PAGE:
Will third time be the Emmy charm for Michelle Dockery as beloved Lady Mary on “Downton Abbey“? She’s yet to win despite two previous bids, but that could all change this year as the Best Drama Actress nominee submitted the two-hour season premiere in which Mary mourns the loss of her husband.
SYNOPSIS: In “Episode 4.1,” the servants and family members are walking on eggshells around Lady Mary because she’s been cooped up in her room and silent for the past six months ever since the death of her husband. As Robert (Hugh Bonneville) tries to keep up the estate in the aftermath of Matthew’s death, Mary is bitter and rude to her family members and at times refuses to show any interest in her son George. It’s not until Mr. Carson (Jim Carter) confronts Mary that she finally breaks down in a tearful scene and admits just how sad she is without Matthew in her life.
Meanwhile, after the sudden departure of Miss O’Brien, Cora (Elizabeth McGovern) must hire a new lady’s maid; Thomas (Rob James-Collier) has a falling out with the new nanny; Anna (Joanne Froggatt) and Bates (Brendan Coyle) flirt on Valentine’s Day; and Isobel (Penelope Wilton) must deal with her life now that she’s no longer a mother.
Can Dockery take home her first Emmy for this role for “Episode 4.1”? Let’s consider the pros and cons:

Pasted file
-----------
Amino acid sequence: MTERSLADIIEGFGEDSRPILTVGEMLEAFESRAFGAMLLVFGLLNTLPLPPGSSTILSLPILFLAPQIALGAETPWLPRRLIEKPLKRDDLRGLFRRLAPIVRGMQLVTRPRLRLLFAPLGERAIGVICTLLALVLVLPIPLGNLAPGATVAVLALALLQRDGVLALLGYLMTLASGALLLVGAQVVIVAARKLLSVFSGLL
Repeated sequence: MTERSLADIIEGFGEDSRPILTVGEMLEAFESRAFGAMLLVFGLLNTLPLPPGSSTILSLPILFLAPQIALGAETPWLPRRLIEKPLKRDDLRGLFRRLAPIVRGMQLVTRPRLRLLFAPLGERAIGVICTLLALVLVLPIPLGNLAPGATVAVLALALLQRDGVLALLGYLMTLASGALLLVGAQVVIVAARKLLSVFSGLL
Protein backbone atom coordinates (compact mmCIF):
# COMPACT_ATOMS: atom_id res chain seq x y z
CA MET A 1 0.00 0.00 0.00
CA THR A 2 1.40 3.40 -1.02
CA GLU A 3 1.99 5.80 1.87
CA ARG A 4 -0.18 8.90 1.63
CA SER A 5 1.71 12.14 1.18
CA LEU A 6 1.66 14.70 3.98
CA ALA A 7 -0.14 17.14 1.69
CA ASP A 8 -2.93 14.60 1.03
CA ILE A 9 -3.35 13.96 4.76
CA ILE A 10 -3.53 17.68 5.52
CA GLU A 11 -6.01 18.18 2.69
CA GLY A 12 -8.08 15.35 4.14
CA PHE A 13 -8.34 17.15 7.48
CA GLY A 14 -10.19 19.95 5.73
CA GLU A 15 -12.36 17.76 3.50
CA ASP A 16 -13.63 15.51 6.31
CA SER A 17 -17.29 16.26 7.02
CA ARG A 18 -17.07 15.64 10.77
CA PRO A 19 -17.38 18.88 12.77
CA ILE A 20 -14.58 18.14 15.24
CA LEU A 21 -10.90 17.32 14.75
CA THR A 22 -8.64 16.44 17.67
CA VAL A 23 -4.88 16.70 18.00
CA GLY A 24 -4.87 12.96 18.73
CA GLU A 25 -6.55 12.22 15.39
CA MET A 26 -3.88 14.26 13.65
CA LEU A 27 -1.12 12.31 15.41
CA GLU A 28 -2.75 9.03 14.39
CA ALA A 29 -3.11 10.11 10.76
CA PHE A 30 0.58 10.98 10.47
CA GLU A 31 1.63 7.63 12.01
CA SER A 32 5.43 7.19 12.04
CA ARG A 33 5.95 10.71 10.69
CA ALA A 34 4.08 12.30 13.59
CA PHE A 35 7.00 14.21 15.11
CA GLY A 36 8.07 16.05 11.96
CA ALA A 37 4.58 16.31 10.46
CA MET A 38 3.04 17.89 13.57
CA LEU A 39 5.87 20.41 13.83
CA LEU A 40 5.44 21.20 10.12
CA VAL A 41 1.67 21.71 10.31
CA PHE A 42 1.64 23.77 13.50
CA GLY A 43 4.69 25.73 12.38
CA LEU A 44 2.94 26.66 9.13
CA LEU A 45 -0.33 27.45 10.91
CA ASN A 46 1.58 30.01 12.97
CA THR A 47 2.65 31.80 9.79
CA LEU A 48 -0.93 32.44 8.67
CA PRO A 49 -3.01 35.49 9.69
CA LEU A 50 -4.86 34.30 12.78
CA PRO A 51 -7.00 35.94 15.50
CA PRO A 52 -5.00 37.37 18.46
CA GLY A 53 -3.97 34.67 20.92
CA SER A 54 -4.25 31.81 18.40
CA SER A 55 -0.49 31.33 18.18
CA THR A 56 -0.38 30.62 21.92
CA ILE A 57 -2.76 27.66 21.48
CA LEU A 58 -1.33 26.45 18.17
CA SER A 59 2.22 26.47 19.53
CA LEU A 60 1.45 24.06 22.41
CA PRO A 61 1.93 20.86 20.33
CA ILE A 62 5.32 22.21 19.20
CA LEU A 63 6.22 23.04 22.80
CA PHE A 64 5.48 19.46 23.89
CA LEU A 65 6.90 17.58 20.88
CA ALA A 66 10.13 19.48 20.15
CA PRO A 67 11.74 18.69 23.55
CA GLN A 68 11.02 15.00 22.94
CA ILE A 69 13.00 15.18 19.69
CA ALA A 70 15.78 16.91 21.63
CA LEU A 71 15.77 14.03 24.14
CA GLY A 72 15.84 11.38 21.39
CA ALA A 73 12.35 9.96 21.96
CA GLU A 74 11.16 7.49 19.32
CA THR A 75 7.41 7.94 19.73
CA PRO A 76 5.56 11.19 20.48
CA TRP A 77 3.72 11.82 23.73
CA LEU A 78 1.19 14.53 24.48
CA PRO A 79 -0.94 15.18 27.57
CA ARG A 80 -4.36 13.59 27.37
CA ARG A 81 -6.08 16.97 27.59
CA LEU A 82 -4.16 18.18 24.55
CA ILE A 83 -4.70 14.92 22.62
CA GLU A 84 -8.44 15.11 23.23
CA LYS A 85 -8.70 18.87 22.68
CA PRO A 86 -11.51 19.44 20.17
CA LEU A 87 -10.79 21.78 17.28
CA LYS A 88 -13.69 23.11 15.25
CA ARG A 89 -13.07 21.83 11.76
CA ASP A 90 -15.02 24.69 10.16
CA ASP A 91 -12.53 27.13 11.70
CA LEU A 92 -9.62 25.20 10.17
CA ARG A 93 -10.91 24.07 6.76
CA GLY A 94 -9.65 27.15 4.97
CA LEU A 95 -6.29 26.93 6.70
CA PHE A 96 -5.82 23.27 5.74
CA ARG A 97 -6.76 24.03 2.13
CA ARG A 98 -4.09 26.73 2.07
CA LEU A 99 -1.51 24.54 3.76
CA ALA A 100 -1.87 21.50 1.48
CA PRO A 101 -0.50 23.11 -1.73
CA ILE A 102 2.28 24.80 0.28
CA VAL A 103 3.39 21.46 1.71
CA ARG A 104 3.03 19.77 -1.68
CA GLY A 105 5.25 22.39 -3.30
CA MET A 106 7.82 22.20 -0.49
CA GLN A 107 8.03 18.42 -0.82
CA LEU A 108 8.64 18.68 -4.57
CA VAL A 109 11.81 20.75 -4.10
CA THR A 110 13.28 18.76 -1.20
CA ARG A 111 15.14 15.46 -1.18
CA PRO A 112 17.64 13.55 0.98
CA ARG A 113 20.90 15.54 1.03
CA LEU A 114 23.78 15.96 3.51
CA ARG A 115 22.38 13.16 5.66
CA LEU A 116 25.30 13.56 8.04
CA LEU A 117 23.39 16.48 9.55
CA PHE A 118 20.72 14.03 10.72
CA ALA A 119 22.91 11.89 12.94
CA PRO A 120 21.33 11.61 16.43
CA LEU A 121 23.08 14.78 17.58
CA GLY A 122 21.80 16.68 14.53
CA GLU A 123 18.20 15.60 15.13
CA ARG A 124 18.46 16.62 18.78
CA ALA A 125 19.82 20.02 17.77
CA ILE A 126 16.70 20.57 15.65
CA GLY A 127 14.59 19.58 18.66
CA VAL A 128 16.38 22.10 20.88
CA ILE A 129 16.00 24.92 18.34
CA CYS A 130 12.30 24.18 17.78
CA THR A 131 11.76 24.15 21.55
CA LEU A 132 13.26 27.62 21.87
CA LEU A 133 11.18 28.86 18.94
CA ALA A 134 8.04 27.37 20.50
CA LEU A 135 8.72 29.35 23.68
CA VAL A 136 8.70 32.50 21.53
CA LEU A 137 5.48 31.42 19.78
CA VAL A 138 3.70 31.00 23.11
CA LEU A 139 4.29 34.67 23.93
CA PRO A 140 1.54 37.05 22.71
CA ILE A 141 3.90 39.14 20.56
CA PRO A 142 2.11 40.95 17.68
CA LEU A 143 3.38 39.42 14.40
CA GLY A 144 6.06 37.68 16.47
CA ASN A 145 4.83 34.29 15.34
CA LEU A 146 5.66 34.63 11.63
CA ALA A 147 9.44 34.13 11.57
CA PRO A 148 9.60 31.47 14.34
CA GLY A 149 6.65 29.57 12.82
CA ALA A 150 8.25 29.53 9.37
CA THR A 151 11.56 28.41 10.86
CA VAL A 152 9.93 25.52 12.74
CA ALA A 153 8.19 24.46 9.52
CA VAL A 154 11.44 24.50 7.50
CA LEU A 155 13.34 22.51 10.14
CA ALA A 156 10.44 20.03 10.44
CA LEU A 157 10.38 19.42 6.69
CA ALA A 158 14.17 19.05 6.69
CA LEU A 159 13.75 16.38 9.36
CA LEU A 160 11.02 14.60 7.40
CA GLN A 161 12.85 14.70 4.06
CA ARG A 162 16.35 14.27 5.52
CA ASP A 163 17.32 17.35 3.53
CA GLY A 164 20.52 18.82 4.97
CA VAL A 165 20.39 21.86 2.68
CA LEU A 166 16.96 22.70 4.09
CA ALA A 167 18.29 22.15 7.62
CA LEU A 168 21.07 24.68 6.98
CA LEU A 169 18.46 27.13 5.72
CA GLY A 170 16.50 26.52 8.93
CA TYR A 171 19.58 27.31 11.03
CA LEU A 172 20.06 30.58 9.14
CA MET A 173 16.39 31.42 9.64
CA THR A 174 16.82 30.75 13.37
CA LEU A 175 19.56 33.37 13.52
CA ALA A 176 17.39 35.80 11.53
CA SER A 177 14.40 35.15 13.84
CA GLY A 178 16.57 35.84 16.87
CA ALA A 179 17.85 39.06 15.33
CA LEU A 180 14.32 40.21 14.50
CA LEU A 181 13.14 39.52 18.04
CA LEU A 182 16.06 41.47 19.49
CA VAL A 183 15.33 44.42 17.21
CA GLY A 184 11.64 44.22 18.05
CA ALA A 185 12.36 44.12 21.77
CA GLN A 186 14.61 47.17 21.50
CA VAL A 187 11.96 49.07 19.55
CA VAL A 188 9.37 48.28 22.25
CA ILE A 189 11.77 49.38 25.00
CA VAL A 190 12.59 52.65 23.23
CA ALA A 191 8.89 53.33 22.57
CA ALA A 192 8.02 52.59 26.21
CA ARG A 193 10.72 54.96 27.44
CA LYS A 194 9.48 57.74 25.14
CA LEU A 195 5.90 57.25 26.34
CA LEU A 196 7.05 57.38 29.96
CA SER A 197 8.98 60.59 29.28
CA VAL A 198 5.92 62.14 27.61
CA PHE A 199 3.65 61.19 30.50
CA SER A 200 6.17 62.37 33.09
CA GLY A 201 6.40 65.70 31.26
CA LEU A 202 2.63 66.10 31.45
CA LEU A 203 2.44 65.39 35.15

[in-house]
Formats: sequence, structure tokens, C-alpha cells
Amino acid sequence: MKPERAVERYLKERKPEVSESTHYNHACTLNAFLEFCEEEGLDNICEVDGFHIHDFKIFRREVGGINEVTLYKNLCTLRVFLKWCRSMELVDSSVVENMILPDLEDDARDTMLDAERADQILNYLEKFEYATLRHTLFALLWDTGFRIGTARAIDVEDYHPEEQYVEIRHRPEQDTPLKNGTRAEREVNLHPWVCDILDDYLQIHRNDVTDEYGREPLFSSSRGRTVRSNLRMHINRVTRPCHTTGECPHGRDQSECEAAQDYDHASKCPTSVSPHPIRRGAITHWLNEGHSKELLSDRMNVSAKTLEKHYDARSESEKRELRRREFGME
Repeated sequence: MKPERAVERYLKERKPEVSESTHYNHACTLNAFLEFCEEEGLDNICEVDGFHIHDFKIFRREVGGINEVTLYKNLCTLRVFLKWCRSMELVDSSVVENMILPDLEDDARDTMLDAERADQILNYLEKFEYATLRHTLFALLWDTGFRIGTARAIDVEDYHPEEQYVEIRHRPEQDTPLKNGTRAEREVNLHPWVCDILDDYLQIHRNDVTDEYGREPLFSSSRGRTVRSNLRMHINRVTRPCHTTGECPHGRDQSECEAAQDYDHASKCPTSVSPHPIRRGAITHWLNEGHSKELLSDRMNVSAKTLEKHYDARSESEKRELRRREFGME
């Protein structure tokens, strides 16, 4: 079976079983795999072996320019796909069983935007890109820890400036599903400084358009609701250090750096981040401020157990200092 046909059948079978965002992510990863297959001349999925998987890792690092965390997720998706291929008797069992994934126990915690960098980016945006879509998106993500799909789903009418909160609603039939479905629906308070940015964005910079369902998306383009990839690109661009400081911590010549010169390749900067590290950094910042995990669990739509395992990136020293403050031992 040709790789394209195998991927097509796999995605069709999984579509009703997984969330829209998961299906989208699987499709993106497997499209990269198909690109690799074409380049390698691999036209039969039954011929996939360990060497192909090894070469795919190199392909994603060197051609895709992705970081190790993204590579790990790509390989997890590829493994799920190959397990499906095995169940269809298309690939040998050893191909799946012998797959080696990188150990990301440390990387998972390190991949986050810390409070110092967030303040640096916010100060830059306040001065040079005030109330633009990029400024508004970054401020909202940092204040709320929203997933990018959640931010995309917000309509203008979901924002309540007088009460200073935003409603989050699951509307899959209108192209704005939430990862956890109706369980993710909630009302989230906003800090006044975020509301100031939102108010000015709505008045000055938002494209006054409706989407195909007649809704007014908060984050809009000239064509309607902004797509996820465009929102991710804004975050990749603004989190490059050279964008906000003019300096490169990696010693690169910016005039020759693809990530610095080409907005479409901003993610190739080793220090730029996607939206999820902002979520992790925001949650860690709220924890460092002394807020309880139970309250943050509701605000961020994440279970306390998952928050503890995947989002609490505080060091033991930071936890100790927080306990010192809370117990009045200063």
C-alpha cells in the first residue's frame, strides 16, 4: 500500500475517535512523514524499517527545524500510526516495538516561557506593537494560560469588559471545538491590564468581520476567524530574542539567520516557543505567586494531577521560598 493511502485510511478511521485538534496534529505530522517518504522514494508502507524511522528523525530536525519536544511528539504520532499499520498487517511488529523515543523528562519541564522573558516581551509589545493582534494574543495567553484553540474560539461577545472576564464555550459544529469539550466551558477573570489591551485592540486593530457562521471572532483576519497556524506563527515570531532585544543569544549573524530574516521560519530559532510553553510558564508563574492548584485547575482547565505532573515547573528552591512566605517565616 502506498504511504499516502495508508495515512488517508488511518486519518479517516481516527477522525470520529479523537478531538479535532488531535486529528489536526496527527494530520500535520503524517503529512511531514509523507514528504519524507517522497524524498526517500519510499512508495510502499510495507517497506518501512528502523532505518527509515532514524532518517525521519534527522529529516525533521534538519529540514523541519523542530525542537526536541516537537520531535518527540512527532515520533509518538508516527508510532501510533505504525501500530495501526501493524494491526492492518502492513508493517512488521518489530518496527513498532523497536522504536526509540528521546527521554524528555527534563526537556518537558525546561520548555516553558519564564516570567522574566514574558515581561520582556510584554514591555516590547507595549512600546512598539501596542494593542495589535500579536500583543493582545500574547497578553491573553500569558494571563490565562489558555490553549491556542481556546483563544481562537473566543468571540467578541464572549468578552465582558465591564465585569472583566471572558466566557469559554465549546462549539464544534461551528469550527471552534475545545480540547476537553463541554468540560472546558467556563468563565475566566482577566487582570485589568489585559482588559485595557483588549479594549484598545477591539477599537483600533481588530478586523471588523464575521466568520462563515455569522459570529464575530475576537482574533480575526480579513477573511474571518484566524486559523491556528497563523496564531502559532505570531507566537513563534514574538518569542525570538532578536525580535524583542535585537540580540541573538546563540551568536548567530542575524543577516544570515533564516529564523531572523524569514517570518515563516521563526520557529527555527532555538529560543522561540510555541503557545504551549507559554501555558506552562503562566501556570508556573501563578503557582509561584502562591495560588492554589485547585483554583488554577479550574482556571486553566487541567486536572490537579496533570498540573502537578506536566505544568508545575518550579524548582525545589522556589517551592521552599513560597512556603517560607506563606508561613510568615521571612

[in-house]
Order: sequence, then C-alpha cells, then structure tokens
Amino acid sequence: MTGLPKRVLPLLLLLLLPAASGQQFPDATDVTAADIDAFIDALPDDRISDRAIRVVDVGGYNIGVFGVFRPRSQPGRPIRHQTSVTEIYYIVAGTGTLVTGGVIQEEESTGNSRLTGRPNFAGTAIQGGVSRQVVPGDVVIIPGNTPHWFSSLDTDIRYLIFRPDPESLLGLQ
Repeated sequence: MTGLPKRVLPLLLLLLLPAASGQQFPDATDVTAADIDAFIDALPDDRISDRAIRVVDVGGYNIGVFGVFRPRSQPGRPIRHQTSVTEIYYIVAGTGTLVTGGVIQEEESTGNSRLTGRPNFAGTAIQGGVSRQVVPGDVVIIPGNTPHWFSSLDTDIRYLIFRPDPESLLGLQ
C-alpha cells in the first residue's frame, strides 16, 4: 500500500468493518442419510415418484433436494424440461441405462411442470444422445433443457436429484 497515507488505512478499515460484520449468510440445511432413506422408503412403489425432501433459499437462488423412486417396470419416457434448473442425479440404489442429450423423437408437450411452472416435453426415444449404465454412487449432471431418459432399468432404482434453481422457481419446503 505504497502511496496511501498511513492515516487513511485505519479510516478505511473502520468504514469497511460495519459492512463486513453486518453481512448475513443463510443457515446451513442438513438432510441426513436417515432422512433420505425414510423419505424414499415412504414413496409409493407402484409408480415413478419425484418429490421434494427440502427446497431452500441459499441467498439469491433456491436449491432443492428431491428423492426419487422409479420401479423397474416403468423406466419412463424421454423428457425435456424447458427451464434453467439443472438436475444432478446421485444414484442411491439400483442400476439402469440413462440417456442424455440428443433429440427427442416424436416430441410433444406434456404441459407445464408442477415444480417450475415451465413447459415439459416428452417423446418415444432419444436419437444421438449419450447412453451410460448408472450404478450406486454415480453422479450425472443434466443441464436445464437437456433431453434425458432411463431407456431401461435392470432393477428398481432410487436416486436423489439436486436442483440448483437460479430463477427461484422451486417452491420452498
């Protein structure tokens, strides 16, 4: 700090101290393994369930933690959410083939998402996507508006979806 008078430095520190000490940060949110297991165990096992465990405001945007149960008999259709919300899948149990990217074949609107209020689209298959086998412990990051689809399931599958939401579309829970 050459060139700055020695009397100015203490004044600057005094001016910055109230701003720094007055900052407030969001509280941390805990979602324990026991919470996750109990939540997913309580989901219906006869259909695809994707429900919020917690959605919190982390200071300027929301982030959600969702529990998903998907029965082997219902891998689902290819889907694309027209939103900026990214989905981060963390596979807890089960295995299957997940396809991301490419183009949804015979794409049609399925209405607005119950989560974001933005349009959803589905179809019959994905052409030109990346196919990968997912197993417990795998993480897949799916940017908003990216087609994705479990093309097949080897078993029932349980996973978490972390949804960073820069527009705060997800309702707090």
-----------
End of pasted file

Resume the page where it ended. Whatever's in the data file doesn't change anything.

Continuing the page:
Dockery now has been nominated thrice as Lady Mary, so clearly she has great industry support even as “Downton Abbey” shows signs of aging at the Emmys (no Bonneville nomination, no writing nods).
Emmy voters are suckers for a good cry, and Dockery has a doozy of an impact scene as she breaks down in Emmy nominee Carter’s arms near the end of the episode. We dare academy members to watch that scene and not feel the urge to give Dockery a big ol’ hug.
Size often matters when it comes to episode submissions, and Dockery’s episode is two hours long, compared to just one hour for all of her rival nominees.
Lady Mary is quite polarizing in this episode as she gripes, complains and mopes around the house for much of the episode. Voters could find Dockery’s character overall too unlikable to reward.
Will lagging support for “Downton Abbey” have an effect on Dockery’s chances, especially when there are so many other buzzy performances clamoring for Emmy’s attention?
All year long, awards watchers have declared Best Drama Actress to be a race between Robin Wright (“House of Cards“), Claire Danes (“Homeland“) and Julianna Margulies (“The Good Wife“). Does Dockery have enough clout to take down all three frontrunners?
Dockery is currently in sixth place in our predictions with 100/1 odds. Do you agree with those odds, or are we underestimating her? Make your own predictions below.